Belgium's foreign minister has said the prime surviving suspect in the Paris attacks may have been plotting attacks in Brussels. The 26-year-old is fighting extradition to France while security is high in Belgium.
Belgium's Foreign Minister Didier Reynders has suggested that suspected jihadist Salah Abdeslam had been plotting attacks in the Belgian capital.
"He was ready to restart something in Brussels," Reynders said at a panel discussion on Sunday. "And it may be the reality because we have found a lot of weapons, heavy weapons, in the first investigations and we have found a new network around him in Brussels."
Abdeslam is currently being held in a high security jail in Bruges on charges of "terrorist murder" for his role in the November 13 gun and suicide attacks in Paris, which killed 130 people.
The Belgian-born French citizen - who was arrested unarmed on Friday after being shot in the leg during a police raid in Brussels - reportedly told interrogators he had planned to blow himself up at the Stade de France stadium in Paris but had backed out at the last minute.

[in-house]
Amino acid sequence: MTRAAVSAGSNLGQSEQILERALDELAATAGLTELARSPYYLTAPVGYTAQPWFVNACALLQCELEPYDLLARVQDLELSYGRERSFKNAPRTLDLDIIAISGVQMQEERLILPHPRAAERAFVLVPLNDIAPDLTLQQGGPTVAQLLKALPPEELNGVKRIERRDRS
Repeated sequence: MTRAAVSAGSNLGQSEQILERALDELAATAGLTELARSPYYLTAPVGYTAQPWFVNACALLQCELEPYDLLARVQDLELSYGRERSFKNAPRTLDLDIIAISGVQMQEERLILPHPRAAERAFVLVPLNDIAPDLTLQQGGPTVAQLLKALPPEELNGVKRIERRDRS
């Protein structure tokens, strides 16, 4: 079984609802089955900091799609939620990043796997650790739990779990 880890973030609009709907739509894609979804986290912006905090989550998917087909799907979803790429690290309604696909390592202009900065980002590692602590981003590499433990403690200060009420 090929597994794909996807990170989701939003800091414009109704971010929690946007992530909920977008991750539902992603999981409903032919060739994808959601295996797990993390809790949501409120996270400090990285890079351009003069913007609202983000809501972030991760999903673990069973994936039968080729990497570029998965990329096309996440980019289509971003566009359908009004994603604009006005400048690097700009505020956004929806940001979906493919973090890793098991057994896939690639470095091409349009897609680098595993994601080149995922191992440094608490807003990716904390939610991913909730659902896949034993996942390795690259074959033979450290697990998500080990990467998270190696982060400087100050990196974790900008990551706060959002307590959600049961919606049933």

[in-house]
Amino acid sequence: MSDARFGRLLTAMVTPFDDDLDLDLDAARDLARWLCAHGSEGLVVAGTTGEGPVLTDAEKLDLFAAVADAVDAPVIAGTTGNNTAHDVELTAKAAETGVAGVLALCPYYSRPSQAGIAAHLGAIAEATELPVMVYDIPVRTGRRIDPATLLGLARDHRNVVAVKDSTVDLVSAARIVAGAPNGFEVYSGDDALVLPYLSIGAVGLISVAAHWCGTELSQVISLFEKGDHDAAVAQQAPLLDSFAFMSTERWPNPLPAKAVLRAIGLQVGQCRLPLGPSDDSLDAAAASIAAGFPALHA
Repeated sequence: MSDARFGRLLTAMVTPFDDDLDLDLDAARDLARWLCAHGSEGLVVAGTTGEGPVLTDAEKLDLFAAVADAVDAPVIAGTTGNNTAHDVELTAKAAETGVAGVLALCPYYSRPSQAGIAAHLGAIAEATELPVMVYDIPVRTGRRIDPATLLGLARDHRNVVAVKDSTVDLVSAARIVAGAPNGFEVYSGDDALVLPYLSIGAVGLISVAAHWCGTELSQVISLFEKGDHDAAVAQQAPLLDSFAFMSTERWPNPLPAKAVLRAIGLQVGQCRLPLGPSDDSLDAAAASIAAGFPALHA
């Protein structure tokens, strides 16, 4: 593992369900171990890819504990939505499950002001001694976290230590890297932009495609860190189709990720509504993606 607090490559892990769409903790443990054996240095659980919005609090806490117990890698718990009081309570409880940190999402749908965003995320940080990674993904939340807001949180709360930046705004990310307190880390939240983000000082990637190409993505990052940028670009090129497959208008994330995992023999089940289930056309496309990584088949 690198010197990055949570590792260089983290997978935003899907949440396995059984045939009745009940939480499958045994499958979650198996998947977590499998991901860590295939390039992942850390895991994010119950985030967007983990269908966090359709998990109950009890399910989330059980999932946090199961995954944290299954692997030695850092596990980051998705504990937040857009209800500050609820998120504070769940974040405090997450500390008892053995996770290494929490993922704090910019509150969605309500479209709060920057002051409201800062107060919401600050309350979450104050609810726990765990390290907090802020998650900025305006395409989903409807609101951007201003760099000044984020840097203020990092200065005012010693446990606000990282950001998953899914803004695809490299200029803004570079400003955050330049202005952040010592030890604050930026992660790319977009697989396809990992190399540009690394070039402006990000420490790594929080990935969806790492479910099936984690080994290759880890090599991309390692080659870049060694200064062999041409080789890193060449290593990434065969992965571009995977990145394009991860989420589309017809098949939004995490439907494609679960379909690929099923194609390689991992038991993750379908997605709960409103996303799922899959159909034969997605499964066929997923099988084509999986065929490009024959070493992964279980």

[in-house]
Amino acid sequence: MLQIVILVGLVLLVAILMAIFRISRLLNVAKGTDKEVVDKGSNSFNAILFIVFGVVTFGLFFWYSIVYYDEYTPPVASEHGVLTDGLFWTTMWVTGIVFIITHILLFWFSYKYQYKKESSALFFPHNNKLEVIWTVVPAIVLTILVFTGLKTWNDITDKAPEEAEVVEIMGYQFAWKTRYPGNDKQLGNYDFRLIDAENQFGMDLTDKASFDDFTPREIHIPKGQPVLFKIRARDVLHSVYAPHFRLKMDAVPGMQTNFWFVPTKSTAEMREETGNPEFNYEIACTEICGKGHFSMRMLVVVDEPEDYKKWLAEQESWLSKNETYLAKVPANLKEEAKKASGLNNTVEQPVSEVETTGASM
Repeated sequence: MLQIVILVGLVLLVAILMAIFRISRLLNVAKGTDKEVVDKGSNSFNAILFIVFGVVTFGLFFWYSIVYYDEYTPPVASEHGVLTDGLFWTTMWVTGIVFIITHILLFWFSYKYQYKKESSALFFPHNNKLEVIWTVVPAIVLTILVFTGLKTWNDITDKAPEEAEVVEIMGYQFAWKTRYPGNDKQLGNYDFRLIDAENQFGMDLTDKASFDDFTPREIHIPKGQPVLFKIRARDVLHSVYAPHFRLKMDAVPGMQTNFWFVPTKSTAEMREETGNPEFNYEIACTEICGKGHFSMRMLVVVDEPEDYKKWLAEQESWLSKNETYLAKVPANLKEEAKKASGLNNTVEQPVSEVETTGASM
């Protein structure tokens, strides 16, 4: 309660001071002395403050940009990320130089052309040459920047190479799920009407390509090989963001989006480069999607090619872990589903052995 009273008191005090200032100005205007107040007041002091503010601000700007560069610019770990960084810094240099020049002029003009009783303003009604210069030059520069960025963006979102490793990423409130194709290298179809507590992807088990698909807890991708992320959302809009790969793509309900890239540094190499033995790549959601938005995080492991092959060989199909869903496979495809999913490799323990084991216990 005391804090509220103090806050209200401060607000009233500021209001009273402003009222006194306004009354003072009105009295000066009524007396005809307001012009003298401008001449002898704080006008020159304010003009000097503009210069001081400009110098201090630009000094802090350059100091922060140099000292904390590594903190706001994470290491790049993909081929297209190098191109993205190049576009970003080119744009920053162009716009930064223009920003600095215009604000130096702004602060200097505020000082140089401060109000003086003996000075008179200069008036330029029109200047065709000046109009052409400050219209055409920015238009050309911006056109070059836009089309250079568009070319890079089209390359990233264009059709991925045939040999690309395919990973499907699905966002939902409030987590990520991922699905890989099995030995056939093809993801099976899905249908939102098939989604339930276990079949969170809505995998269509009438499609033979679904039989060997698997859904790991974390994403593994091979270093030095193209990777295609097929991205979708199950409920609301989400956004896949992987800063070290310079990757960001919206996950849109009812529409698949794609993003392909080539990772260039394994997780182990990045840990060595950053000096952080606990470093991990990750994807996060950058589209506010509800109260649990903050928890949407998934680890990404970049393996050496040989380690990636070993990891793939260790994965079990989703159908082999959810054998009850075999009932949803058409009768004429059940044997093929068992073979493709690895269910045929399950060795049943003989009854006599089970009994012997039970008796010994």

A spirited defense
Meanwhile, his defense attorney has said that Abdeslam would fight extradition to France and had filed a legal complaint against prosecutors who had leaked his client's statements to investigators to the press.
"I don't understand why a prosecutor in Paris has to communicate at this stage on an investigation in Belgium," defense attorney Sven Mary told "Le Soir" newspaper on Sunday.
The attorney said investigators seemed more intent on prosecuting Abdeslam in the press than gleaning valuable intelligence from his client, who he said is willing to cooperate.
"Salah is of great importance to this investigation. I would even say that he is worth gold," Mary said. "He is cooperating, he is communicating, he is not insisting on his right to silence. I think it would be worthwhile now to give things a bit of time [...] for investigators to be able to talk to him."
This comes as Paris prosecutor Francois Molins told reporters Saturday that Abdeslam had played a "central role" in planning the November attacks, which targeted bars, restaurants and the Bataclan concert hall and were claimed by the self-styled "Islamic State" group.
Since Abdeslam's arrest Interpol has called on European countries to tighten border checks. The international police agency has said Abdeslam's accomplices may try to flee following his arrest.